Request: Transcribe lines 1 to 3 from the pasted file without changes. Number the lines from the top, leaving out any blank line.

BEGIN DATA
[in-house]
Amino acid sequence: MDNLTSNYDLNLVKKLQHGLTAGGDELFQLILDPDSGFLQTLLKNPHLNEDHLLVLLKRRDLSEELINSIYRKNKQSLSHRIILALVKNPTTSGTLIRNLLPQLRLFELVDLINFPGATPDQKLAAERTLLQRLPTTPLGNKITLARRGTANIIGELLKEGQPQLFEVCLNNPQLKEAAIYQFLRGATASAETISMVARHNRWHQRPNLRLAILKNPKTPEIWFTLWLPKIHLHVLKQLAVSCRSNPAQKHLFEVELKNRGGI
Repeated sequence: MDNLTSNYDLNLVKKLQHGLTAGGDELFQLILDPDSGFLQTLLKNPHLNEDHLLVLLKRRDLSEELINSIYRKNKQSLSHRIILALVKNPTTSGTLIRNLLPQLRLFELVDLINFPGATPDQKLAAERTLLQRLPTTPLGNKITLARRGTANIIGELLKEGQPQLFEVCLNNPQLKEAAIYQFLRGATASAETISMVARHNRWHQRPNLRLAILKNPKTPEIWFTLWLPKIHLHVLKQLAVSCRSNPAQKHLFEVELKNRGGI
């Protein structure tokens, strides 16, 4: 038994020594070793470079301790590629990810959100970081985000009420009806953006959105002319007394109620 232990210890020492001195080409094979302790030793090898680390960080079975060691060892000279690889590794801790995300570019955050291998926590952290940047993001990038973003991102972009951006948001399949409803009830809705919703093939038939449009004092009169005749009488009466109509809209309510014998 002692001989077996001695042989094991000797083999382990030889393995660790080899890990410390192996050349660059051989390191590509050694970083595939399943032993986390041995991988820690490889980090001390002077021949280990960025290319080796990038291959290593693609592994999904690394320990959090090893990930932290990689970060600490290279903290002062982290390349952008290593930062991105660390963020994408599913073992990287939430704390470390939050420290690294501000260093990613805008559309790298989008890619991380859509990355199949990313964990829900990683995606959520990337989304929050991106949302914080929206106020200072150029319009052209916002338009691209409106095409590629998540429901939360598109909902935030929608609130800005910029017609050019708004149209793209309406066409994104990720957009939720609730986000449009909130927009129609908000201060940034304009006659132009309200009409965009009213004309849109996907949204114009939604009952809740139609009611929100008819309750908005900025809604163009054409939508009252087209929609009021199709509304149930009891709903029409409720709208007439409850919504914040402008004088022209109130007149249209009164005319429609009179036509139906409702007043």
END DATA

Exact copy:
[in-house]
Amino acid sequence: MDNLTSNYDLNLVKKLQHGLTAGGDELFQLILDPDSGFLQTLLKNPHLNEDHLLVLLKRRDLSEELINSIYRKNKQSLSHRIILALVKNPTTSGTLIRNLLPQLRLFELVDLINFPGATPDQKLAAERTLLQRLPTTPLGNKITLARRGTANIIGELLKEGQPQLFEVCLNNPQLKEAAIYQFLRGATASAETISMVARHNRWHQRPNLRLAILKNPKTPEIWFTLWLPKIHLHVLKQLAVSCRSNPAQKHLFEVELKNRGGI
Repeated sequence: MDNLTSNYDLNLVKKLQHGLTAGGDELFQLILDPDSGFLQTLLKNPHLNEDHLLVLLKRRDLSEELINSIYRKNKQSLSHRIILALVKNPTTSGTLIRNLLPQLRLFELVDLINFPGATPDQKLAAERTLLQRLPTTPLGNKITLARRGTANIIGELLKEGQPQLFEVCLNNPQLKEAAIYQFLRGATASAETISMVARHNRWHQRPNLRLAILKNPKTPEIWFTLWLPKIHLHVLKQLAVSCRSNPAQKHLFEVELKNRGGI